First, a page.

Thursday, January 23, 2020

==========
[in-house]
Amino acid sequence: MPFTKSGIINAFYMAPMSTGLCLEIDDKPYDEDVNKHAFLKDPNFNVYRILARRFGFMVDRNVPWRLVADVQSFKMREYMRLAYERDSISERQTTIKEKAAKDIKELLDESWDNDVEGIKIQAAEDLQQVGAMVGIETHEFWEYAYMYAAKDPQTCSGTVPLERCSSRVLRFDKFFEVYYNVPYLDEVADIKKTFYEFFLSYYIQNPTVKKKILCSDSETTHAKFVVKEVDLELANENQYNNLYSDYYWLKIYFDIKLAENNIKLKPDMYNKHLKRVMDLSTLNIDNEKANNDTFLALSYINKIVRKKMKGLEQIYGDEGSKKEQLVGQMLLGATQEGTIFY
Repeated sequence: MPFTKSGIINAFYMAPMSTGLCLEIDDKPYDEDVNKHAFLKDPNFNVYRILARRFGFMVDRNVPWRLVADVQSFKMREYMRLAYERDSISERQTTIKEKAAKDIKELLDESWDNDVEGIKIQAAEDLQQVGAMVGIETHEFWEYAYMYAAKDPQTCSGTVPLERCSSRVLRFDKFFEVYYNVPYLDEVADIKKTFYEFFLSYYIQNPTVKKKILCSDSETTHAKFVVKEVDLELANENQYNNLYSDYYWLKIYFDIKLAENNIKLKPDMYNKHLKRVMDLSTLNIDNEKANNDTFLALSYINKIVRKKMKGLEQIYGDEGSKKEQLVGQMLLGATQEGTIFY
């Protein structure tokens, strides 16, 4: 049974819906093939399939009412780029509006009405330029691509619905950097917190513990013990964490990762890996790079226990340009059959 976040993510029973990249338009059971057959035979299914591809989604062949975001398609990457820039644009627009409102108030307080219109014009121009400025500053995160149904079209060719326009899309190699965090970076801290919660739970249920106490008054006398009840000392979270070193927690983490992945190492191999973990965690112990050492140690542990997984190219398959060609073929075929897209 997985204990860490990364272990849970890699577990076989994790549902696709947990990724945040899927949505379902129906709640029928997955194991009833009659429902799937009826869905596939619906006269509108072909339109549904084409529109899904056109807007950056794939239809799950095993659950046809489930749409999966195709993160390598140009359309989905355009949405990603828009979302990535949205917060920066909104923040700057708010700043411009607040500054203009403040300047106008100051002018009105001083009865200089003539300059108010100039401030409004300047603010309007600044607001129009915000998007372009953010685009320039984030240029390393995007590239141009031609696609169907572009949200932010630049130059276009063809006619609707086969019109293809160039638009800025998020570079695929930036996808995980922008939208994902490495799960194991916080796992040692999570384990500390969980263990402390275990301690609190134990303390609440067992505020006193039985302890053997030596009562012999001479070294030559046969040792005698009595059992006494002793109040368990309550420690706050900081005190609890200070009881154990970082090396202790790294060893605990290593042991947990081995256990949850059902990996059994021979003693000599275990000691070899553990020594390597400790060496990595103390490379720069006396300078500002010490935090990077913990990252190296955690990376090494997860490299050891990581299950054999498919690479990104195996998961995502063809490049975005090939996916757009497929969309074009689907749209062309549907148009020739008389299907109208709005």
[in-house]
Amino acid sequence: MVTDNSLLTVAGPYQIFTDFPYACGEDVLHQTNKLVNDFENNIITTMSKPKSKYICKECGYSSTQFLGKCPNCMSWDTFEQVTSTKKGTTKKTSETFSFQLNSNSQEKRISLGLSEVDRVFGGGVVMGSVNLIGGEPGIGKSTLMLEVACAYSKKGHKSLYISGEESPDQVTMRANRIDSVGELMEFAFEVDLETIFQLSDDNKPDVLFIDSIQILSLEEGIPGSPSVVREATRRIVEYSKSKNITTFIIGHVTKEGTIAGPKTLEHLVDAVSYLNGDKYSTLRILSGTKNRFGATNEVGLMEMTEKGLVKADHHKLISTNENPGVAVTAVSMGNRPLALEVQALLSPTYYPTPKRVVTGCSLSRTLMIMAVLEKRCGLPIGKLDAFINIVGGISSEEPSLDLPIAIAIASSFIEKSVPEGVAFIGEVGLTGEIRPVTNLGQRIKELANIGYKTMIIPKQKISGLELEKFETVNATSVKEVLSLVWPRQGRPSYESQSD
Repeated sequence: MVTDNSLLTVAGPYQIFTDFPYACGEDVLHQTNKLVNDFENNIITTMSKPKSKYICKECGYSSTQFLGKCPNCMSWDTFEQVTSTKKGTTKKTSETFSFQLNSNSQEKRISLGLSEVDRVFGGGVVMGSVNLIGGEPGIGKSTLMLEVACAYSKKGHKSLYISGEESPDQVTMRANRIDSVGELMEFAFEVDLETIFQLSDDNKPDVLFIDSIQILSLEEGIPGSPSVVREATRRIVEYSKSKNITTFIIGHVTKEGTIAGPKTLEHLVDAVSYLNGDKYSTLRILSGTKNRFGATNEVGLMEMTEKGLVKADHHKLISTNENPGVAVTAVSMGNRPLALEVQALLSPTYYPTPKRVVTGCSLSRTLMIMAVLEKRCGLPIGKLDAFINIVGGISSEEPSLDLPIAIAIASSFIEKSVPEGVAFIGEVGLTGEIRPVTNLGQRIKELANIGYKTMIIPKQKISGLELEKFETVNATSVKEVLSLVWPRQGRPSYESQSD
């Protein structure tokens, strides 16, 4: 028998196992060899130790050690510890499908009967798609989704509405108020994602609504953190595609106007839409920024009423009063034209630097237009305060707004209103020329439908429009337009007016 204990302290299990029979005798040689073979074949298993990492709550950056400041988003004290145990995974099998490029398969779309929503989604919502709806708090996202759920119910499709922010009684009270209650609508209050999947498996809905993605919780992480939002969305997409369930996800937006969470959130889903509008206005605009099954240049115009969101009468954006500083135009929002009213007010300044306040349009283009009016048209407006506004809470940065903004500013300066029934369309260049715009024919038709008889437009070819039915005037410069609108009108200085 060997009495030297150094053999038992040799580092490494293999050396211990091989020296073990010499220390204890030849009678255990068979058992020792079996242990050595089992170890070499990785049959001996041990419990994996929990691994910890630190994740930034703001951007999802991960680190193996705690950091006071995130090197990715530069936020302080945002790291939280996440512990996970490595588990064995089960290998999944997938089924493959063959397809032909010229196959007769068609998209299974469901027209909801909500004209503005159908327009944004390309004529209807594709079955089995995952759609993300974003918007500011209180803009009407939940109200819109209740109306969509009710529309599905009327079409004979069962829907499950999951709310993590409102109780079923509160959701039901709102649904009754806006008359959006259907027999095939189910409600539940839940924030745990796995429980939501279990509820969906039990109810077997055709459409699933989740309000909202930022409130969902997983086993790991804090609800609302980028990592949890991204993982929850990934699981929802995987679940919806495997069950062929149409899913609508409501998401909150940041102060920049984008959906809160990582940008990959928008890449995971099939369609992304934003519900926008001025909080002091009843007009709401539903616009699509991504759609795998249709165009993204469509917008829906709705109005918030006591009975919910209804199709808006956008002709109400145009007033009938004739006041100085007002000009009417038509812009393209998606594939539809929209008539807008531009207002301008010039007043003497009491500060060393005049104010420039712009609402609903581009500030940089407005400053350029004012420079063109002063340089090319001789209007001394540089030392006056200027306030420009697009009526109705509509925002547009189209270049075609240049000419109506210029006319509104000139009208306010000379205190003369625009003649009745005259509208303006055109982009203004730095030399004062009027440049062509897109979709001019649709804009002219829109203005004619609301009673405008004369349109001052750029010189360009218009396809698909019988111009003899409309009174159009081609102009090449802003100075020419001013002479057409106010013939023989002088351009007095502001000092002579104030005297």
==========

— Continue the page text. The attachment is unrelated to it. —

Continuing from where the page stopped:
InterContinental Hotels Group PLC (IHG) Holiday Inn Chris Elder Baker College Holiday Inn (IHG) Holiday Inn purpose of business InterContinental Hotels Group (IHG) was created in 2003 from which the Holiday Inn brand is overseen. Holiday InnÃ¢â¬â¢s are located world wide in 100 countries with over 4,600 hotels (IHG, 2014). Holiday Inn provides a service to their over 100 million guest nights each year customers and currently have over 47 million members enrolled in the IHG rewards club and rank Ã¢â¬Å"highest in satisfactionÃ¢â¬ in their category (IHG, 2014). IHG can be found on the stock market and has publicly offered stock since 1967. In 2013 IHG showed a net income of $237.99 million and is currently a profit operating company (Market watch, 2014). In 2013 over 67% of gross sales were conducted electronically through IHG web sites and affiliates (IHG, 2014). History of Holiday Inn In 1952 the first Holiday Inn was built by Kemmons Wilson and was located just outside of Memphis Tennessee (Orrill, 2014). Customers knew exactly what to expect when arriving at Holiday Inn because each included the same features and amenities. Inspired by a 1951 road trip Wilson pictured a chain of affordable fresh lodging along major freeway exits (Orrill, 2014). WilsonÃ¢â¬â¢s first hotel had 120 rooms. Each hotel room had television, air condition and telephone. Each hotel had an outdoor swimming pool and children under 12 stayed free (Orrill, 2014). In 1956 a $76 billion highway development offered Wilson the opportunity to expand (Orrill, 2014). Wilson recruited investors in 1953 and began offering stock publicly in 1967 for the chains ongoing expansion (Orrill, 2014). In 1967 Wilson opened his first European hotel and was the first hotel chain to surpa... ...the government requirements of the US Sarbanes-Oxley Act and rules of the NYSE and are also applicable to it as a foreign private issuer (NYSE, 2014). Since IHG is a foreign private issuer it is required to disclose any important ways in which IHGÃ¢â¬â¢s corporate practices are different from those of the US companies (NYSE, 2014). These are as follows: Basis of regulation, independent directors, chairman and chief executive officer, committees, non-executive director meetings, shareholder approval of equity compensation plans, code of conduct and compliance certification (NYSE, 2014). Each year all Chief Executives of any US company must confirm to the NYSE that he or she is not aware of any violations by their company with regards to NYSE corporate governance listing standards (NYSE, 2014). These standards in the most part drive business decisions within the company.